Google Glass spyware could put users’ privacy at risk

Google Glass

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Google glass is oft criticized for the device’s implications on security and privacy. Its popular feature to allow wearers to take photos and videos has not only raised some eyebrows, it has even gotten the gadget banned from some establishments and one wearer claimed to have been assaulted because of her Glass.

The discomfort surrounding the photo and video capabilities is reasonable; users can discretely capture images of subjects without their knowledge—it’s not particularly obvious when a photo is being taken. Of course, there is a tiny light that turns on when the camera is activated, but how secure is this, really?

New spyware created by security researchers Mike Lady and Kim Paterson has changed the game, making users themselves the ones whose privacy could be compromised. Through their app, the researchers have demonstrated there isn’t much security behind the camera’s indicator light, and have finagled a way around it.

“The scary thing for us is that while it’s a policy that you can’t turn off the display when you use the camera, there’s nothing that actually prevents you from doing it,” Paterson told Forbes.

The app, which they are calling Malnotes, would trick users into downloading it on the pretense that it is a note-taking software. After downloading, it takes a photo every ten seconds, even when the Glass’s indicator light is off, so the wearer and any potential subjects can’t tell the camera is working. The app can then access the internet and upload the captured photos to a server.

As a result, Malnotes creators can potentially see everything from users’ location, company, activity, passwords as they are typed out, and more. Luckily for Glass owners, Lady and Paterson only created the app as a concept to raise the topic of security and are not actually malicious hackers.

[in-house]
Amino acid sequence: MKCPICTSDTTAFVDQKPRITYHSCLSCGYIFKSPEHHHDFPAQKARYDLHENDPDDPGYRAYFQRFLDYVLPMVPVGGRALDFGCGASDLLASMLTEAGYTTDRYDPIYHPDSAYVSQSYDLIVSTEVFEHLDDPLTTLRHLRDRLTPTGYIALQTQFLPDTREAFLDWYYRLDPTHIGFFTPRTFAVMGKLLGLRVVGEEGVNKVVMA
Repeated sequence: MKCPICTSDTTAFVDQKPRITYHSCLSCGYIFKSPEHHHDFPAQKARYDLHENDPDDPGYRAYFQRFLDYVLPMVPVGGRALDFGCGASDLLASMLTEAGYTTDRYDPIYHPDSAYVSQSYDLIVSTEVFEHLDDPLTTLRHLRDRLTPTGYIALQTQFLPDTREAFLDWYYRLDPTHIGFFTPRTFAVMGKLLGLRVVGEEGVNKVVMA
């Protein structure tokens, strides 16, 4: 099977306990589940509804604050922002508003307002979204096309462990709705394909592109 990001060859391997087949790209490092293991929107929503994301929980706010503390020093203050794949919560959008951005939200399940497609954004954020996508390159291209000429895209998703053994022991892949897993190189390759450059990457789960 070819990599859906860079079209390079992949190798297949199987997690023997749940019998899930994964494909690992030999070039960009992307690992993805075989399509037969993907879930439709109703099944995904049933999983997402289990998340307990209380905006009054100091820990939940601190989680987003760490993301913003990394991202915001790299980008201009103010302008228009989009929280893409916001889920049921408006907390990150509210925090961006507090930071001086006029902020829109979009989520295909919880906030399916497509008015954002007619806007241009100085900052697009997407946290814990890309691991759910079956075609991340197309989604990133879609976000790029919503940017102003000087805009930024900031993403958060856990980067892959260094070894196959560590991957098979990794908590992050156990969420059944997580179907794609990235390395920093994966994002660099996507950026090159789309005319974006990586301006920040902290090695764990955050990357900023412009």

However, Lady and Paterson aren’t the only ones who have thought of Glass’s potential to be hacked. Android and iOS developer Jay Freeman discovered a similar flaw in the security of the device.

“It knows all your passwords, for example, as it can watch you type them. It even manages to monitor your usage of otherwise safe, old-fashioned technology: it watches you enter door codes, it takes pictures of your keys, and it records what you write using a pen and paper,” Freeman blogged. “Nothing is safe once your Glass has been hacked.”

All it takes is for someone with malicious intent to use this knowledge to exploit Glass owners. So while aesthetics have recently taken up some of the spotlight on tech’s gadget du jour, with the recent announcement of a partnership with Oakley and Rayban, users should not forget to be extra cautious of app downloads and to always keep security in mind.

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